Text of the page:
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Calif. About to Pass Workplace Violence - Active Shooter - Shoplifting Bill
Bill to Stop Employees Confronting Shoplifters Passed by California Senate

CA Senator Cortese’s Bill 553 to Prevent Workplace Violence Clears Key Assembly Committee

The Assembly Judiciary Committee passed legislation on Wednesday that helps keep employees safe at work. SB 553 by Senator Dave Cortese would establish a new baseline of workplace violence prevention standards.

“After a gunman shot nine workers at a Valley Transportation Agency railyard, I walked through the blood-soaked crime scene in my district. I’ve worked with VTA to implement significant workplace protections since then, but California must do everything needed to protect workers and the public, including retail customers,” said Senator Cortese (D-San Jose). “SB 553 will give workers the training and knowledge on how to respond to workplace violence. The bill is targeted at the types of violent outbreaks that have spiked in recent years, and it refers at-risk workers toward behavioral health support to prevent tragedy.”

In response to the VTA massacre, Senator Cortese helped establish a “Worker Wellness Center” to support grieving VTA individuals and families. Then last year, Governor Newsom signed Senator Cortese’s SB 1294, which established a plan to expand those transit worker wellness centers across the state. As an important next step, SB 553 creates six enforceable protections for employees; they are listed below.
The protections in the bill are similar to protocols already in place in some California middle schools. That is to say that under SB 553, workers would be provided with workplace violence prevention standards similar to those already afforded to 7th and 8th graders.

Among other provisions, SB 553 states the need for shoplifter training, acknowledging that certain work environments may require security personnel. Businesses would have the discretion to decide what the training would involve. The bill does not require businesses to make any purchases, including safety equipment like security cameras and flood lights.

According to the California Retailers Association, most retail establishments already prevent ordinary workers from confronting shoplifters. SB 553 codifies that best practice into law by prohibiting employers from forcing non-security employees to enter confrontational situations with intruders engaged in criminal activity who may be armed. The bill draws a clear distinction between security and non-security personnel.

Assaults in retail establishments rose during the pandemic, according to a 2022 analysis by the New York Times. The analysis found that assaults in grocery stores grew by 63 percent from 2018 to 2020, and assaults in convenience stores grew by 75 percent.

Senator Cortese’s SB 553 would:

1. Require employers to maintain a Violent Incident Log of all violent incidents against employees including post-incident investigations and response;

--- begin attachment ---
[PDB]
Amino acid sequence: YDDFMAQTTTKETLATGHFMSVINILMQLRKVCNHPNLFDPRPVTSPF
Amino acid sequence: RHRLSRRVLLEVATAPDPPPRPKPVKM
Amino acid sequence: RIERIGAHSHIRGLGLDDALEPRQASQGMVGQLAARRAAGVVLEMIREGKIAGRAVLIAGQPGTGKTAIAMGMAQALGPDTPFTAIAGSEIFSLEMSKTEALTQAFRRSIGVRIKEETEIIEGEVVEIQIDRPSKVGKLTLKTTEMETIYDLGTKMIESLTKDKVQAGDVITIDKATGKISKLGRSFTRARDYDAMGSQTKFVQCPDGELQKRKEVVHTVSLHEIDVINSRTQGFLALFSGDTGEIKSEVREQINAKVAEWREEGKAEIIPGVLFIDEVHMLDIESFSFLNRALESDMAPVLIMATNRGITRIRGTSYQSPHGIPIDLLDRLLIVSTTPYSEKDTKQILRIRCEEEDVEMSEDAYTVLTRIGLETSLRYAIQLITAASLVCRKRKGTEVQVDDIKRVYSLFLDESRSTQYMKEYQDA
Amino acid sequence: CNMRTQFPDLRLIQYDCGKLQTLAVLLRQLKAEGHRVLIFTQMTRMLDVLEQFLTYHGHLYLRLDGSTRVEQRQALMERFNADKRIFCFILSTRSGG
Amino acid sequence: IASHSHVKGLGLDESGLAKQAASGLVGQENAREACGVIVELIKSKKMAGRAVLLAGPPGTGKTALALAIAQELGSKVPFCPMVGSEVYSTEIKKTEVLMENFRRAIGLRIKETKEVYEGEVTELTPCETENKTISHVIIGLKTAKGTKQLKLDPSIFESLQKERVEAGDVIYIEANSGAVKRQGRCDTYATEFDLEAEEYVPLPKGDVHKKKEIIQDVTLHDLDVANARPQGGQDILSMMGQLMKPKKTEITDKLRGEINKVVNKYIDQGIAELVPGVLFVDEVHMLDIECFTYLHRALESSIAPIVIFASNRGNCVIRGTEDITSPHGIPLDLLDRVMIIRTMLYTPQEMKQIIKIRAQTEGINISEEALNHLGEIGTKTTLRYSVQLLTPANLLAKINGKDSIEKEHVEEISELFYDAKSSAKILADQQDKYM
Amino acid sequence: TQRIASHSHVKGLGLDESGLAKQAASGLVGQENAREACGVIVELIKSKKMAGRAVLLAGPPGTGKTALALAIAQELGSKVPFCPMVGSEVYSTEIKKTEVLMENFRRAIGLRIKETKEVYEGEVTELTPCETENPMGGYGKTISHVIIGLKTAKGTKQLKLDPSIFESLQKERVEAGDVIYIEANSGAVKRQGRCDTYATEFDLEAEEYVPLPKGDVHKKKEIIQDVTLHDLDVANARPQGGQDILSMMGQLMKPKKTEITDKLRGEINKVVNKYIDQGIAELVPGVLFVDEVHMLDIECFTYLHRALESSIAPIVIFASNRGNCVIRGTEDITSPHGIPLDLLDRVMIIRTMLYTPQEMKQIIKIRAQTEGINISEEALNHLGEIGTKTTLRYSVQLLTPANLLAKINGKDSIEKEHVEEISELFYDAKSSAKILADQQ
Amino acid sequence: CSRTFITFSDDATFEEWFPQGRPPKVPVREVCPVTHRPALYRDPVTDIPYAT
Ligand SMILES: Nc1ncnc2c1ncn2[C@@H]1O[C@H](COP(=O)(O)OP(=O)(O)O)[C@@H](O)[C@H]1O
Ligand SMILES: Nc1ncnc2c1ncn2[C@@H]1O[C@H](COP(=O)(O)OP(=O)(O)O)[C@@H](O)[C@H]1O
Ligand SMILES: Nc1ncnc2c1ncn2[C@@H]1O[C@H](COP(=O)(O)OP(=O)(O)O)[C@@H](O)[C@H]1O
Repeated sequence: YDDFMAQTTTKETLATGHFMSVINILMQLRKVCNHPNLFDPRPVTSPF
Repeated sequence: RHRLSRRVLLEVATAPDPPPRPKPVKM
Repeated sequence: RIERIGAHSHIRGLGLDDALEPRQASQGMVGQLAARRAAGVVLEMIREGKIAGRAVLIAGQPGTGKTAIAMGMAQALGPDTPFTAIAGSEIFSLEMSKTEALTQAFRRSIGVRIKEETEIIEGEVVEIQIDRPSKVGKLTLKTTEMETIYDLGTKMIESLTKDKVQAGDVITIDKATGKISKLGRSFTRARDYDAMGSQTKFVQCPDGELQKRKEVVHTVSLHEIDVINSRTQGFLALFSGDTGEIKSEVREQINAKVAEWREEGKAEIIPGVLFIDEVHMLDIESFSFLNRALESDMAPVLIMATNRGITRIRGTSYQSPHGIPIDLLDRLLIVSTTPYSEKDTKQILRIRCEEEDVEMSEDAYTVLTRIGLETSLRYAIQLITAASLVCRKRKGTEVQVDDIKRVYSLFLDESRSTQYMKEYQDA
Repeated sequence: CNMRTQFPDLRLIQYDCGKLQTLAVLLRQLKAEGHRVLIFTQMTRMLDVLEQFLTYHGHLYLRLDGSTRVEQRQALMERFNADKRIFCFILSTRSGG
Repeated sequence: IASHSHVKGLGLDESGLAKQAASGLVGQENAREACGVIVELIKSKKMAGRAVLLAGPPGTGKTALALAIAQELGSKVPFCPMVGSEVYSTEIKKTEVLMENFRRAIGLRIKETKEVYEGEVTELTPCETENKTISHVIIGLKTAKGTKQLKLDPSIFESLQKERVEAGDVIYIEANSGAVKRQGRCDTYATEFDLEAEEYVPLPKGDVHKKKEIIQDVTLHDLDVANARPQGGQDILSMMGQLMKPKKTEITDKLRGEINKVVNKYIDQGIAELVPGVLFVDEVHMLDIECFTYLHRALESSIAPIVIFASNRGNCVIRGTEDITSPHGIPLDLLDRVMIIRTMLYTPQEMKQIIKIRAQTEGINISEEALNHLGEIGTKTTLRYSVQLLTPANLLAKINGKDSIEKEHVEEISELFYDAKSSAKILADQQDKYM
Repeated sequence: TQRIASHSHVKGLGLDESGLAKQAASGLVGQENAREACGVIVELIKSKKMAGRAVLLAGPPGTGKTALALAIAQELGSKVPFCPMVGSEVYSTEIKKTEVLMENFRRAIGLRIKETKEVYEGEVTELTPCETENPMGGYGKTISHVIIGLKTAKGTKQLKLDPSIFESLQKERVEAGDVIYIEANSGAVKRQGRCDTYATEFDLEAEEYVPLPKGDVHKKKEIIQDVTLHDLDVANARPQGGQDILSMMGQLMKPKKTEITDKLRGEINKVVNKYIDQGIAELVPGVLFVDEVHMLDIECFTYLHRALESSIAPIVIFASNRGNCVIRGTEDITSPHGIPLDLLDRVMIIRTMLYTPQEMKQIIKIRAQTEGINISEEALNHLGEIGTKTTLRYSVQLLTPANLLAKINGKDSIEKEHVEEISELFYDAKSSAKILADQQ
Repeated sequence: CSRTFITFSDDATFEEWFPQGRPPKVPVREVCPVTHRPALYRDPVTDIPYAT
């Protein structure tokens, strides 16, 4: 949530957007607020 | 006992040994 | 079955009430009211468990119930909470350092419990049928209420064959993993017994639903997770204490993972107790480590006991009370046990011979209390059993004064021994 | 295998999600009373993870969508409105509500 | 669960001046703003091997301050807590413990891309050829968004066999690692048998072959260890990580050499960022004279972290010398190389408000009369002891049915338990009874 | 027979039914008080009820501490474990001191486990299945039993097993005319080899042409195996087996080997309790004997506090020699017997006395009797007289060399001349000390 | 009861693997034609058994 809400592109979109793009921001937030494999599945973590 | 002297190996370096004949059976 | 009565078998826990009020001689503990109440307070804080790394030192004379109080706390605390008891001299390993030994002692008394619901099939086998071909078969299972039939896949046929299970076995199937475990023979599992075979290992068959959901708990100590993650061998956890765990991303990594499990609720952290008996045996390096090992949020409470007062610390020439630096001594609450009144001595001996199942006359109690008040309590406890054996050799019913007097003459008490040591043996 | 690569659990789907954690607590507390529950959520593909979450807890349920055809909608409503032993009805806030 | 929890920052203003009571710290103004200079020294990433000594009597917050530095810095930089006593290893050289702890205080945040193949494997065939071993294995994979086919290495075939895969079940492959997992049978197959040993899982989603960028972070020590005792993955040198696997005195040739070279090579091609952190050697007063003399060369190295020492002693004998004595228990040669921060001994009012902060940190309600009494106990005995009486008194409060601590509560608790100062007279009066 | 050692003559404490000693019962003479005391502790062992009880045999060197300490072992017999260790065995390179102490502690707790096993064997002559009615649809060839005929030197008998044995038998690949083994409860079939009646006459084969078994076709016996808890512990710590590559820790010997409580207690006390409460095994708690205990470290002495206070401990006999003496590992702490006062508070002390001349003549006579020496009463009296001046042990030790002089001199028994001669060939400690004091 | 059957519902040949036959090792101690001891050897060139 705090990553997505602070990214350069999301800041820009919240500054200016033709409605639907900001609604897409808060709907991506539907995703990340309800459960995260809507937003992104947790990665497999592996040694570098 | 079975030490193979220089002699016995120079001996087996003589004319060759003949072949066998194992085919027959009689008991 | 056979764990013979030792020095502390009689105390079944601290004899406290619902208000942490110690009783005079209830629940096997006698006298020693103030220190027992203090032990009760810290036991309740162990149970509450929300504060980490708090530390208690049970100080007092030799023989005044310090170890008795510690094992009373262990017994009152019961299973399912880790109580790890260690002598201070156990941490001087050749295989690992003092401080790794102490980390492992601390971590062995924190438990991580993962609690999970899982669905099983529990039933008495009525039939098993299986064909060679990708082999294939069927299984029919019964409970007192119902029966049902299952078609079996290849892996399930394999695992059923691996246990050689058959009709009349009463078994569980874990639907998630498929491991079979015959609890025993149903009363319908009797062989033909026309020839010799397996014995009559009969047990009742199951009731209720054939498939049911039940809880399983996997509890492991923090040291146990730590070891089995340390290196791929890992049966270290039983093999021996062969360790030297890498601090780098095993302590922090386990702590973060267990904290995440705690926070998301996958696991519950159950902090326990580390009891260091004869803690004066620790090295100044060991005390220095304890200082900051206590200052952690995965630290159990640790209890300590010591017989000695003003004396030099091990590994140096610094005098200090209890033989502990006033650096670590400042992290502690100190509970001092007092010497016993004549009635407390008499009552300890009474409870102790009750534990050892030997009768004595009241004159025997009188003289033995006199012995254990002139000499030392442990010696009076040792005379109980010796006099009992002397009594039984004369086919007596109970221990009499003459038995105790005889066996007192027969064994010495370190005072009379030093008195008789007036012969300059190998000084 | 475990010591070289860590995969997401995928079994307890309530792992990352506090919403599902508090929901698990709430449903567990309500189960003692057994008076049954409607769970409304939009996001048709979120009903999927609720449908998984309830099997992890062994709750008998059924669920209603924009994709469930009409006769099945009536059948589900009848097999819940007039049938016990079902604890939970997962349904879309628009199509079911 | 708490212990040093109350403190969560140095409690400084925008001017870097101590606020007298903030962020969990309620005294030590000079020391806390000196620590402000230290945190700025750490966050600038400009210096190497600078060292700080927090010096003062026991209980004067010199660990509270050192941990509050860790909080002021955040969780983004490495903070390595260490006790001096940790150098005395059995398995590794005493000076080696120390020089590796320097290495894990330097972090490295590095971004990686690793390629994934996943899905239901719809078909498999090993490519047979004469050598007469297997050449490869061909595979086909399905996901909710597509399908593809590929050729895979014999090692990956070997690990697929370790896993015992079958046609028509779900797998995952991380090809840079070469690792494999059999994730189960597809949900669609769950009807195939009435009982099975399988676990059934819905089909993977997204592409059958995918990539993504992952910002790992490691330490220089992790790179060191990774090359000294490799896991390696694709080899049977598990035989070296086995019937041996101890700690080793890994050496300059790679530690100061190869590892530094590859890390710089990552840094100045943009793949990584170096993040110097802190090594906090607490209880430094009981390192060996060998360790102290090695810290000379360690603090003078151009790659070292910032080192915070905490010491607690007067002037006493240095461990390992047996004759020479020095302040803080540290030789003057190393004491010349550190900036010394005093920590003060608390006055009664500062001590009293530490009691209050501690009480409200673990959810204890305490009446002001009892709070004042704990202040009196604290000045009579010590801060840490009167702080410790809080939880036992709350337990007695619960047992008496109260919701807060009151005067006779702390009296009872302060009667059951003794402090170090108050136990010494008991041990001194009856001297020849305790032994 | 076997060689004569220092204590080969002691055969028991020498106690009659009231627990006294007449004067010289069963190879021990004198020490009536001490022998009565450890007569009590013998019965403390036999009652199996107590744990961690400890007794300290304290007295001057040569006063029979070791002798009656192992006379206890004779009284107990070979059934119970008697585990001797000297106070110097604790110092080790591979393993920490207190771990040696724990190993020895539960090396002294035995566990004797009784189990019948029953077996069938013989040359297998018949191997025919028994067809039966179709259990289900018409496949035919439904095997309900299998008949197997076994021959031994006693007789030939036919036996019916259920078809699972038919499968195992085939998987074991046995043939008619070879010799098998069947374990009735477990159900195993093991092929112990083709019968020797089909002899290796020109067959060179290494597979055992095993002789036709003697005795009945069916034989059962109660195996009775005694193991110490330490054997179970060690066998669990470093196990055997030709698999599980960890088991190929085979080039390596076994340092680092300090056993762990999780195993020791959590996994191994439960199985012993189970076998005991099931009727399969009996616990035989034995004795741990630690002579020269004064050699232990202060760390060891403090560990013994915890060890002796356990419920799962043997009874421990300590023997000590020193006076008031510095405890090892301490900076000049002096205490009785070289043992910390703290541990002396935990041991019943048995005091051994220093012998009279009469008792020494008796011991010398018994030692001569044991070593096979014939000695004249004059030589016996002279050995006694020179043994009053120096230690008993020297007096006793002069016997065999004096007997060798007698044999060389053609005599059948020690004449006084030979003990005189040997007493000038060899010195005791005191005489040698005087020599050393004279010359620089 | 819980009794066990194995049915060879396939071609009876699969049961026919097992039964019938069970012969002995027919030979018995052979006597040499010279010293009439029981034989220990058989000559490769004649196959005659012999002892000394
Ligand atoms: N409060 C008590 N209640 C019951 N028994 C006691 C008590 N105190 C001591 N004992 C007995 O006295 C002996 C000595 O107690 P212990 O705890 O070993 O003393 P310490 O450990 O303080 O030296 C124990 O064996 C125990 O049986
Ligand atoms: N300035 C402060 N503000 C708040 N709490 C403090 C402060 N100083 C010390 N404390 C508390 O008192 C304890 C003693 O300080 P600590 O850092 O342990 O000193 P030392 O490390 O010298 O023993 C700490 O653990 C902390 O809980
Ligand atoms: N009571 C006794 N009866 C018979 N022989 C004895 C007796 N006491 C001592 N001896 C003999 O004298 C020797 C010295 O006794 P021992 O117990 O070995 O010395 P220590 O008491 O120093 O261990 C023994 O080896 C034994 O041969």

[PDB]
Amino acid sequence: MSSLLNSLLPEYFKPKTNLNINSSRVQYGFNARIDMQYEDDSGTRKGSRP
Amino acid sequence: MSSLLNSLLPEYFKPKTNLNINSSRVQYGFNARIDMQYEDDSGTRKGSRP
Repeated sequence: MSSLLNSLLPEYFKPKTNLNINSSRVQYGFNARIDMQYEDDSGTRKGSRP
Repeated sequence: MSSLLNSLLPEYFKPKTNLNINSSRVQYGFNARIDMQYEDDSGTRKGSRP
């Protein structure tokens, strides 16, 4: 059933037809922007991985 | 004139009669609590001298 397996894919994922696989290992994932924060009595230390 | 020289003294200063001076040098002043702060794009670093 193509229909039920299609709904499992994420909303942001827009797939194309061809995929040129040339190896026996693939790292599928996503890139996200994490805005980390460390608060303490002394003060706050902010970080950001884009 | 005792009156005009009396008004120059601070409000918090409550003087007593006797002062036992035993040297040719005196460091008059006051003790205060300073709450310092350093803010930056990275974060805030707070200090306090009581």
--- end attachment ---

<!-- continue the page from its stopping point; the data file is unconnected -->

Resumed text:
2. Require all employers to provide active shooter training;

3. Require retail employers to provide shoplifter training;

4. Prohibit employers from maintaining policies that require non-security personnel to confront suspected active shoplifters;

5. Include, as part of the existing Injury and Illness Prevention Program (IIPP), an assessment of staffing levels as a cause for workplace violence incidents;

6. Requires employers to include an evaluation of environmental risk factors in their Workplace Violence Prevention Plan.

7. Allow an employee representative to be a petitioner for a workplace violence restraining order;

8. Have plans available for referral of at-risk workers to wellness programs for behavioral health support.

Additional Testimony for SB 553 from the July 5 Assembly Judiciary Committee:

Samantha Webster, a grocery worker at Safeway in Hercules, Ca:

“One day I saw a man stealing cheese and other items,” “I went up to him, per Albertsons’ shoplifter policy, and asked if he needed help. The customer then pulled up his shirt to show a gun and told me to back off. I was so scared that I wouldn’t make it home to my little boy. Workers like myself didn’t sign up to get threatened to be shot. We should not have to wake up each morning afraid that we will be assaulted or killed while at work. We have families. We are someone's daughter, someone’s son, someone’s mother or someone’s father and we deserve to be valued as much as everyone else.”

Steve Jovel, President of Local 1101 at the Santa Clara Valley Transportation Authority (VTA) and President of AFSCME Council 57:

“In May 2021, AFSCME lost a union brother in the Bay Area’s deadliest mass shooting. A gunman who worked at Santa Clara Valley Transportation Authority (VTA) opened fire in his workplace, killing nine of his coworkers before turning his gun on himself. We are not under any false pretenses that this bill will prevent all workplace violence, but we believe that SB 553 will give employers and employees the tools to keep themselves safe from assaults and more serious tragedies.”

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Bill to Stop Employees Confronting Shoplifters Passed by California Senate

Bill Text - SB-553 Occupational safety: workplace violence...